Inspectional Analysis in the Theory of Water Flow through Unsaturated Soil1
- Garrison Sposito and
- William A. Jury2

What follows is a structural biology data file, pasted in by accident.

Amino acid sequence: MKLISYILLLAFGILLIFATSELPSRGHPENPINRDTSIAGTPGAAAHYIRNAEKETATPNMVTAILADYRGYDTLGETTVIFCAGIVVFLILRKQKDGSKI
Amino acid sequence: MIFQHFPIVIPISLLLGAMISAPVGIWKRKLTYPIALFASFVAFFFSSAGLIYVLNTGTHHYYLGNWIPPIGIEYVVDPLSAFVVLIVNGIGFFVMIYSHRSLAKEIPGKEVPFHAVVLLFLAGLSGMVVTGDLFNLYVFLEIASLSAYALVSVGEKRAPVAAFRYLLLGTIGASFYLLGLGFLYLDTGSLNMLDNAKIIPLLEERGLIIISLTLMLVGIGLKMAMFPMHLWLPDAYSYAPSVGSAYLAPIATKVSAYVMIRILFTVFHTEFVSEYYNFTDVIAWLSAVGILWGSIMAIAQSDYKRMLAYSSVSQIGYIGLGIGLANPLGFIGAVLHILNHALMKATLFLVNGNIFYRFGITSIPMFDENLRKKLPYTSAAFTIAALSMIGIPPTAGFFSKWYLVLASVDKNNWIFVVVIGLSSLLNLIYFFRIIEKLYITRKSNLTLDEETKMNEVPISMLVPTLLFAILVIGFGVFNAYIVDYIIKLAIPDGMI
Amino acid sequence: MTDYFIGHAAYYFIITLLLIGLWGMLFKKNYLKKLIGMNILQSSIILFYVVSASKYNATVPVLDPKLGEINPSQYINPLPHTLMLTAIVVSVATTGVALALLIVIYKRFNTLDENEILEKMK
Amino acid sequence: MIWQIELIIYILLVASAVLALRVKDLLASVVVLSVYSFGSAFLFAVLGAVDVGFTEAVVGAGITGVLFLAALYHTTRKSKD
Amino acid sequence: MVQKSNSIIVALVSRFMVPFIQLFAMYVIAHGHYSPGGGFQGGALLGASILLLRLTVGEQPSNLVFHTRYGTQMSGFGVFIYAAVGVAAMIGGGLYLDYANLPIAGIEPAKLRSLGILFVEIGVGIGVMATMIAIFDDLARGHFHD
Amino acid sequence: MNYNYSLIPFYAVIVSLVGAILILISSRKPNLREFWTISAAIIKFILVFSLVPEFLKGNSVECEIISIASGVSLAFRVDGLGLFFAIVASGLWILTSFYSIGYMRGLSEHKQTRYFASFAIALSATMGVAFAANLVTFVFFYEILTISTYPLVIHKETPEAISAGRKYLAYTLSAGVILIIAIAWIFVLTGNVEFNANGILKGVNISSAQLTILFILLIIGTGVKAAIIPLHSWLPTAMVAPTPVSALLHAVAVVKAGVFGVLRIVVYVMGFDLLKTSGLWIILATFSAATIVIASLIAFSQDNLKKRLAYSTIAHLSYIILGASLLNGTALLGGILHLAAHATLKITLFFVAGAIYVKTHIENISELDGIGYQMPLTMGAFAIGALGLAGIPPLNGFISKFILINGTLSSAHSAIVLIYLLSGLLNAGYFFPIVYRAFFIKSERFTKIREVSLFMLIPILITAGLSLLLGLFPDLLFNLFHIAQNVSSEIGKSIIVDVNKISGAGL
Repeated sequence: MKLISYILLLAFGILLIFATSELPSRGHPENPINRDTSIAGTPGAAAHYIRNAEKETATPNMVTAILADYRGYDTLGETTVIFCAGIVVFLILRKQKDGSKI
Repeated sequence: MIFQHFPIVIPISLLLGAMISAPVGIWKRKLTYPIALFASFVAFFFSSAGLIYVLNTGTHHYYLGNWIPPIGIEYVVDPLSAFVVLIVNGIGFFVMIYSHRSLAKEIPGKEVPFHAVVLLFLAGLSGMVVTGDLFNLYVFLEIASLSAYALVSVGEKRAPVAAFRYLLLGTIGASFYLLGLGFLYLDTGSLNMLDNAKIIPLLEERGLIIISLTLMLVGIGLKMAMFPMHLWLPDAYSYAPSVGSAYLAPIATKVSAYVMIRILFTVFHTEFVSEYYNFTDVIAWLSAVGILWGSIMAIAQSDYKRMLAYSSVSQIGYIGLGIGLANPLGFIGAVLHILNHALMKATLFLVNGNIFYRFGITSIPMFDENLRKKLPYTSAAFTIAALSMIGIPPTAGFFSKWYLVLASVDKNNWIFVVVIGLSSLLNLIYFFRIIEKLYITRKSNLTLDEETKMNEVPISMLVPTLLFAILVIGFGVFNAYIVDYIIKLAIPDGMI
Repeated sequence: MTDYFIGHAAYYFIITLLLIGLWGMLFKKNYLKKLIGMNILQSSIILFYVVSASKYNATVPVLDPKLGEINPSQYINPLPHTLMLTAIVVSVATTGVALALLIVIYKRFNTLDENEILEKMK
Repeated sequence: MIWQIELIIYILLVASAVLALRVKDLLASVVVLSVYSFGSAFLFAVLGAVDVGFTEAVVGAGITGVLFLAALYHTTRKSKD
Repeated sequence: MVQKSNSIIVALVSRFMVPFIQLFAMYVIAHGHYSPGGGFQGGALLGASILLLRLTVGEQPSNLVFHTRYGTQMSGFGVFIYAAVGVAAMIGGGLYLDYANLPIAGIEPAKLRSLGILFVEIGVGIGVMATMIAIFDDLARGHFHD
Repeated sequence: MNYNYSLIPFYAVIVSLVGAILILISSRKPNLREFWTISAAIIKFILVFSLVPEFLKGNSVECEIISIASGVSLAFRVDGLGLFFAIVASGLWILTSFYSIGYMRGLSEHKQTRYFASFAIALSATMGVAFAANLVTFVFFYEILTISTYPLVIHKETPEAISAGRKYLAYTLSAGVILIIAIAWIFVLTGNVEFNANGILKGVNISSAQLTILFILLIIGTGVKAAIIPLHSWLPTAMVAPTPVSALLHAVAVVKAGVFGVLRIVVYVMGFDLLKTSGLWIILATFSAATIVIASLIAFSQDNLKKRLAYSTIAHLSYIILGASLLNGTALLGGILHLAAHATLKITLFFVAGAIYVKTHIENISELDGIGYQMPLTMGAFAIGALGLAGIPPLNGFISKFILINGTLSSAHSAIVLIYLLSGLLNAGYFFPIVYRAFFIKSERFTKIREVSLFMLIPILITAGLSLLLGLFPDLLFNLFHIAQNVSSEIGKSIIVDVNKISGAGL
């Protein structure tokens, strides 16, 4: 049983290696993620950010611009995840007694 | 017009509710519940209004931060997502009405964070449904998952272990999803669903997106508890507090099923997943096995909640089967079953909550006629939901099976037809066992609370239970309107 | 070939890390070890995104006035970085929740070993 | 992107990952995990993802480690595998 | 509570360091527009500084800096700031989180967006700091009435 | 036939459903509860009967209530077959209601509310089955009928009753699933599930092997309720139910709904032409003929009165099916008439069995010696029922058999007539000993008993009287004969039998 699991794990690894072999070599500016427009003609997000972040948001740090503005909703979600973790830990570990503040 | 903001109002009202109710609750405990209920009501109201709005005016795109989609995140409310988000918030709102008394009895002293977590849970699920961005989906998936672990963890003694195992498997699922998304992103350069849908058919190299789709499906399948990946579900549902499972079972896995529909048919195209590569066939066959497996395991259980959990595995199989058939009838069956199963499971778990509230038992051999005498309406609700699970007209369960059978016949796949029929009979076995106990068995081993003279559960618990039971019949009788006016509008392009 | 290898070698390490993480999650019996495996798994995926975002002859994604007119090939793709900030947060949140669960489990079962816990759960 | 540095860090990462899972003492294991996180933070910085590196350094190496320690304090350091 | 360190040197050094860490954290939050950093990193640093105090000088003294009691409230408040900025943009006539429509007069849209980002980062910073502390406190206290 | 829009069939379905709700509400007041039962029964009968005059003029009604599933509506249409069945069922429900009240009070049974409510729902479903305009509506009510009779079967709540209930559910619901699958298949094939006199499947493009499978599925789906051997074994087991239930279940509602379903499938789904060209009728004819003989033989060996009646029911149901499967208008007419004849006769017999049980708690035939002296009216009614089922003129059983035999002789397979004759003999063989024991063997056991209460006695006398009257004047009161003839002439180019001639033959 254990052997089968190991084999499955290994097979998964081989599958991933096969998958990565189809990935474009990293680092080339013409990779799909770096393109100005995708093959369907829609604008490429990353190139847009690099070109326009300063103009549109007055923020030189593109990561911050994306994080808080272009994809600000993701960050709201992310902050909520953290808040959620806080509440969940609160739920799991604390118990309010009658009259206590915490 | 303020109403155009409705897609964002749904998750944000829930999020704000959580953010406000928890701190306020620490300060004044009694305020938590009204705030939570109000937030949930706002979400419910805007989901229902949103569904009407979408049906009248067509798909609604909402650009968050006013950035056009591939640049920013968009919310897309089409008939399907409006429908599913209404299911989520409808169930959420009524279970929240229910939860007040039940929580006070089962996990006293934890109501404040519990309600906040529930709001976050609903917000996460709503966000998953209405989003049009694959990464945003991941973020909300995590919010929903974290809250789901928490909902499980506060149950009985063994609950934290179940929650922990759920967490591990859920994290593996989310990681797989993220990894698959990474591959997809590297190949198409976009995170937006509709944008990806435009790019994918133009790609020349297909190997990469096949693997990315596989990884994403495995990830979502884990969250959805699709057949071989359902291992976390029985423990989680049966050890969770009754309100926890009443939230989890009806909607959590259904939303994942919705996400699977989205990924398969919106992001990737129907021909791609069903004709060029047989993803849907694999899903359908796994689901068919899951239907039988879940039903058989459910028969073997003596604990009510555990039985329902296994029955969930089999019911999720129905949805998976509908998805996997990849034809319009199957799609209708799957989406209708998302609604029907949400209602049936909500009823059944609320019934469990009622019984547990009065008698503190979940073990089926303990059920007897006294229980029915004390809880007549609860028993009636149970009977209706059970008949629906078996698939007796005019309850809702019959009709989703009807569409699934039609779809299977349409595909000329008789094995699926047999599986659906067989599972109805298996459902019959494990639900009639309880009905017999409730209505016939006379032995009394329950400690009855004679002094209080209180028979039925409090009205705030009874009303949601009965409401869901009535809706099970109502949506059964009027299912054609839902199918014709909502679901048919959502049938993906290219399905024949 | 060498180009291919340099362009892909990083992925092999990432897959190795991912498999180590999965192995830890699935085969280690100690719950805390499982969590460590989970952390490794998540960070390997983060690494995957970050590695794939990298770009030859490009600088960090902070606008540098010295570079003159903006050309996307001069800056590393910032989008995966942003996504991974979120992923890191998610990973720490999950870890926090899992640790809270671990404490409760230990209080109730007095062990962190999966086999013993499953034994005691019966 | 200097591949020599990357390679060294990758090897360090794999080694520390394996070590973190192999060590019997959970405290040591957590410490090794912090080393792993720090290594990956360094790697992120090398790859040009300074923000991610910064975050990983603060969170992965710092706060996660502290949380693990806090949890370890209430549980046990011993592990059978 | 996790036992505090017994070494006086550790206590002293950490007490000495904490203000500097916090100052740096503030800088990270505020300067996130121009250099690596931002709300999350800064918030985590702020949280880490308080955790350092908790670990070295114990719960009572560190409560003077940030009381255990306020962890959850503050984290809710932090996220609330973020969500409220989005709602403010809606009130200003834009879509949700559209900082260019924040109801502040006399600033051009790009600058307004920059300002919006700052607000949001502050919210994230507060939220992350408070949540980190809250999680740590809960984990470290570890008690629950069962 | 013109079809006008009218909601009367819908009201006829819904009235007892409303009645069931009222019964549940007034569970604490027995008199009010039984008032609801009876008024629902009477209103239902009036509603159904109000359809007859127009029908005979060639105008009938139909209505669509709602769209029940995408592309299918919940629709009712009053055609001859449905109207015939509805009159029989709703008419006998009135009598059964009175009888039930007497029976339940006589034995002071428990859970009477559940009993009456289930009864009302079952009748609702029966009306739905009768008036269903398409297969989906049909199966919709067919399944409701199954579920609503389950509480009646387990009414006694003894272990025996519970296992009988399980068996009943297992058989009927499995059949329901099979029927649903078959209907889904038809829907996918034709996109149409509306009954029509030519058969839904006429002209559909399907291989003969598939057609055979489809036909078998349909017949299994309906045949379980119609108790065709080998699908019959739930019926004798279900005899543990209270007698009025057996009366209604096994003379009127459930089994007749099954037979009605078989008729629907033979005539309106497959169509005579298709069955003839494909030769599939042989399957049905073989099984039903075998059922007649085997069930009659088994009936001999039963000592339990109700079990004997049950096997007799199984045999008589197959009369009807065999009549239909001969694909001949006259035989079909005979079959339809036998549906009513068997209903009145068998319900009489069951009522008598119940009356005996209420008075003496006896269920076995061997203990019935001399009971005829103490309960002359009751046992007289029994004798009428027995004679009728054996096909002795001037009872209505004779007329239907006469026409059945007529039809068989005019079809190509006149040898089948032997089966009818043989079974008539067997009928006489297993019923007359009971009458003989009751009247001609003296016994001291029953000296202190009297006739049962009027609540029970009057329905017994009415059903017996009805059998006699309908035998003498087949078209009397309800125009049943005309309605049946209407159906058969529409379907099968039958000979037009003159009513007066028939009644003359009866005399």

Conventional inspectional analysis is applied to the one-dimensional Richards equation to provide a unified classification scheme for three macroscopic scaling approaches which have been used to describe soil water flow phenomena under laboratory or field conditions. It is shown that the scaling parameters and similarity groups developed in an inspectional analysis of the Richards equation depend on the boundary and initial conditions imposed as well as on the special physical hypotheses invoked. Nielsen similarity analysis is based on a zero-flux boundary condition and the assumption that the hydraulic conductivity, soil water diffusivity, and matric potential are exponentional functions of water content. Warrick similarity analysis, on the other hand, is formulated independently of the boundary and initial conditions while adopting three scaling parameters to define reduced forms of the water content, hydraulic conductivity, and matric potential. Field experiments have shown that two of these parameters often are correlated. Macroscopic Miller similarity analysis is based on the physical postulate that water transport through unsaturated soil is governed by viscous flow and capillary forces. It differs from the classical Miller similar media concept in that it requires a scaling parameter for the volumetric water content and makes no direct reference to the geometric structure of a soil at the pore scale.Please view the pdf by using the Full Text (PDF) link under 'View' to the left.
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